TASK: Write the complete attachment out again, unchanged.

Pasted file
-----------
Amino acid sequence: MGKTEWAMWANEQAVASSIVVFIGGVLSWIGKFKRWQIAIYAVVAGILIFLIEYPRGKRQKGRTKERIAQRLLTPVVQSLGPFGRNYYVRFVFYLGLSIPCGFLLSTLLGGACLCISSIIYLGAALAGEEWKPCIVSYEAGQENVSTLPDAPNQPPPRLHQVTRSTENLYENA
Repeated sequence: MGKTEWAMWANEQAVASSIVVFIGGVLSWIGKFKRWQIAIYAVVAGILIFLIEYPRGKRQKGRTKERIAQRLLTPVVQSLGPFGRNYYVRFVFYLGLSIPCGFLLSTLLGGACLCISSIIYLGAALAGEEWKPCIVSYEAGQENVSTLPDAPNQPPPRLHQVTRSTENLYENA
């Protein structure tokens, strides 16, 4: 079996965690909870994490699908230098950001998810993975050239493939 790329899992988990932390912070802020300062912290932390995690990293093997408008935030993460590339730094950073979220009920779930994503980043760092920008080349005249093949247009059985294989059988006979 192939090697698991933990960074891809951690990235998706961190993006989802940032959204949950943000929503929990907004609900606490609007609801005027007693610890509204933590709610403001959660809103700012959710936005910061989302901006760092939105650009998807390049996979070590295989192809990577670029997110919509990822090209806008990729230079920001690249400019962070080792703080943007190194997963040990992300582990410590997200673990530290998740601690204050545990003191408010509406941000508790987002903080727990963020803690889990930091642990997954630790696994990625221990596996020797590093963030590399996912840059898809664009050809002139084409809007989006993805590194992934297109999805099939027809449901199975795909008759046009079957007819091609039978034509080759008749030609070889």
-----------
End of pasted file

Amino acid sequence: MGKTEWAMWANEQAVASSIVVFIGGVLSWIGKFKRWQIAIYAVVAGILIFLIEYPRGKRQKGRTKERIAQRLLTPVVQSLGPFGRNYYVRFVFYLGLSIPCGFLLSTLLGGACLCISSIIYLGAALAGEEWKPCIVSYEAGQENVSTLPDAPNQPPPRLHQVTRSTENLYENA
Repeated sequence: MGKTEWAMWANEQAVASSIVVFIGGVLSWIGKFKRWQIAIYAVVAGILIFLIEYPRGKRQKGRTKERIAQRLLTPVVQSLGPFGRNYYVRFVFYLGLSIPCGFLLSTLLGGACLCISSIIYLGAALAGEEWKPCIVSYEAGQENVSTLPDAPNQPPPRLHQVTRSTENLYENA
């Protein structure tokens, strides 16, 4: 079996965690909870994490699908230098950001998810993975050239493939 790329899992988990932390912070802020300062912290932390995690990293093997408008935030993460590339730094950073979220009920779930994503980043760092920008080349005249093949247009059985294989059988006979 192939090697698991933990960074891809951690990235998706961190993006989802940032959204949950943000929503929990907004609900606490609007609801005027007693610890509204933590709610403001959660809103700012959710936005910061989302901006760092939105650009998807390049996979070590295989192809990577670029997110919509990822090209806008990729230079920001690249400019962070080792703080943007190194997963040990992300582990410590997200673990530290998740601690204050545990003191408010509406941000508790987002903080727990963020803690889990930091642990997954630790696994990625221990596996020797590093963030590399996912840059898809664009050809002139084409809007989006993805590194992934297109999805099939027809449901199975795909008759046009079957007819091609039978034509080759008749030609070889």